Counting the Cost (to Authors) of S&S/B&N Rift

As the dispute over terms between Simon & Schuster and Barnes & Noble drags on, an experience related by bestselling novelist William Kent Krueger reminds us it’s authors who are paying the price. On his blog, Kent’s Rants, Krueger explains how he learned about the conflict:

I’ve been setting up my tour for Tamarack County, which comes out on August 20.  I’d arranged two events at Barnes and Noble stores in the Twin Cities, two stores that have been strong supporters of my work from the beginning and that sell enormous quantities of my work.  Then I got the word from New York: No visits to B&N.

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Posted in Advocacy, Authorship, General

BEA: Touting Serious Books, Mulling Reviews Ethics, Celebrating Indies, Lining up for a Cat

In addition to providing a showcase for upcoming books and lots of schmoozing opportunities, BookExpo America offers a look at the trends and ideas that—for better or worse–could affect authors now and in the near future.

This year’s BEA featured less hyperbolic discussion of digital publishing than in recent years, reflecting the fact that ebooks are now an entrenched part of the business. Many of the best-attended events revolved around more traditional subjects.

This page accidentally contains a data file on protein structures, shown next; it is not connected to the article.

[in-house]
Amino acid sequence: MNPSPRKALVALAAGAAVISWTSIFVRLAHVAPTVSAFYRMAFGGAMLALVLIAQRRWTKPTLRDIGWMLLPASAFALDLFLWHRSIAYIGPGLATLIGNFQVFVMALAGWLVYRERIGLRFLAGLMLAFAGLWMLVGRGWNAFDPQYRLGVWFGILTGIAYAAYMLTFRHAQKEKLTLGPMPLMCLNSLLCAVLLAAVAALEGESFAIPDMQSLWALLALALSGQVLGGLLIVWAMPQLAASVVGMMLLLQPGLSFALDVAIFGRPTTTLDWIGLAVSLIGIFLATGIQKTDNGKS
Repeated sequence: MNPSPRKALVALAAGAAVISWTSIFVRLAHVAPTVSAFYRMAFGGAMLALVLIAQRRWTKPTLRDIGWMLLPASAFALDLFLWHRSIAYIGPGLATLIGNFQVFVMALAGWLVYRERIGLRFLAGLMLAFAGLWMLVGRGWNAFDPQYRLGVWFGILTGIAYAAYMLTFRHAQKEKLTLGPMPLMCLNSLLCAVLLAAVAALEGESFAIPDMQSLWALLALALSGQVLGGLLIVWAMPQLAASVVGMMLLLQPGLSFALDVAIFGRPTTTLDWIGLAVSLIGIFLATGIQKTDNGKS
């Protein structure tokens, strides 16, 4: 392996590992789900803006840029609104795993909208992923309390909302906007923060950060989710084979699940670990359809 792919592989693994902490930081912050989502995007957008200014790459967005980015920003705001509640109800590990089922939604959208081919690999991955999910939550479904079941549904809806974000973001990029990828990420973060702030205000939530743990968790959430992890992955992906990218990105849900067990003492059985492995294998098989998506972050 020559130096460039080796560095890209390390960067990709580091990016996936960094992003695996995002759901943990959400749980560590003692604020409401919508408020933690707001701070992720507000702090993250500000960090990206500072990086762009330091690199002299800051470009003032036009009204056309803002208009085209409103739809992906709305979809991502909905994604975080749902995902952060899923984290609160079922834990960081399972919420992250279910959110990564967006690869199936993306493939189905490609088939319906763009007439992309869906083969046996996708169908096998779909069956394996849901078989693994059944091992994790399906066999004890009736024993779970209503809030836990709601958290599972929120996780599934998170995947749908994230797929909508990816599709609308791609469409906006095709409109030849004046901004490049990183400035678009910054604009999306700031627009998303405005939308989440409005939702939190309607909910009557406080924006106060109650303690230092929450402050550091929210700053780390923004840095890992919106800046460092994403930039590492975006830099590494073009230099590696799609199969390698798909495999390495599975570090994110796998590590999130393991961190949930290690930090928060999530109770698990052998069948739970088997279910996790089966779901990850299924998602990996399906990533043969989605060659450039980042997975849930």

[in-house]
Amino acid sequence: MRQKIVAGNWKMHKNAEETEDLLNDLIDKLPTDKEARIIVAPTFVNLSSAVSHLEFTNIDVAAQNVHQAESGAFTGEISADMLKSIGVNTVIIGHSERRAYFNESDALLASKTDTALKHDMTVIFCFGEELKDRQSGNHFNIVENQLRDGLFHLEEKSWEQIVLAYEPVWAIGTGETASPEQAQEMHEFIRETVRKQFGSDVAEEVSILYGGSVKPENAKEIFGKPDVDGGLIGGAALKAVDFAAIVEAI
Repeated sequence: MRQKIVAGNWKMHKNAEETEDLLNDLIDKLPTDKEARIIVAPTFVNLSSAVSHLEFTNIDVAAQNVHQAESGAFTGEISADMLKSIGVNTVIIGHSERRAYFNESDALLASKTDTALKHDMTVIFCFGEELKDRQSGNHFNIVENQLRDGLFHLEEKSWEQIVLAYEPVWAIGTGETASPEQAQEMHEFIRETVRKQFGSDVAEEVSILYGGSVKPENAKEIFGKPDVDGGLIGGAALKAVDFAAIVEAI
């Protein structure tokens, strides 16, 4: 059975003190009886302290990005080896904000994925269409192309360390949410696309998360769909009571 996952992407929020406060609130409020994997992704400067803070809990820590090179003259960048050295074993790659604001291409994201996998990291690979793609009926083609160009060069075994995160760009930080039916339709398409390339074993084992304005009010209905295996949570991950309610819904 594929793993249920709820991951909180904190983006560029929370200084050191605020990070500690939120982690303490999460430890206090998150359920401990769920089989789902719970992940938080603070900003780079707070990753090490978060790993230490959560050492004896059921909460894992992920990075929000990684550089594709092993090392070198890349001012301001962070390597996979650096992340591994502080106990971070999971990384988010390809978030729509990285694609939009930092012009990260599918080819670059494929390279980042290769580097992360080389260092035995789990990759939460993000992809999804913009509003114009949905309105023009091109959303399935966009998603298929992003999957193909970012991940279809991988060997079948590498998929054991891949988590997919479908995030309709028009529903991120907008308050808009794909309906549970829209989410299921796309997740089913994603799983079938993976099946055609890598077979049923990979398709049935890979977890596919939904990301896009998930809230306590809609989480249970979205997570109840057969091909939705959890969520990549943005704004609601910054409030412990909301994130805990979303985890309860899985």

At the annual Buzz Panel, where editors tout their favorite fall titles, observers noted a refreshing emphasis on serious books.  On the Vulture website, Boris Kachka described the panel:

I’ve previously found it to be a hodgepodge affair, spanning fiction and non-, great and derivative. This year was different: overwhelmingly female (five of the six writers, all six editors), unrelentingly bleak (genocide, strokes, Calvino-esque alienation), and consistently enthralling.

Another BEA gathering focused on the ethics of book reviewing.

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Posted in Authorship, General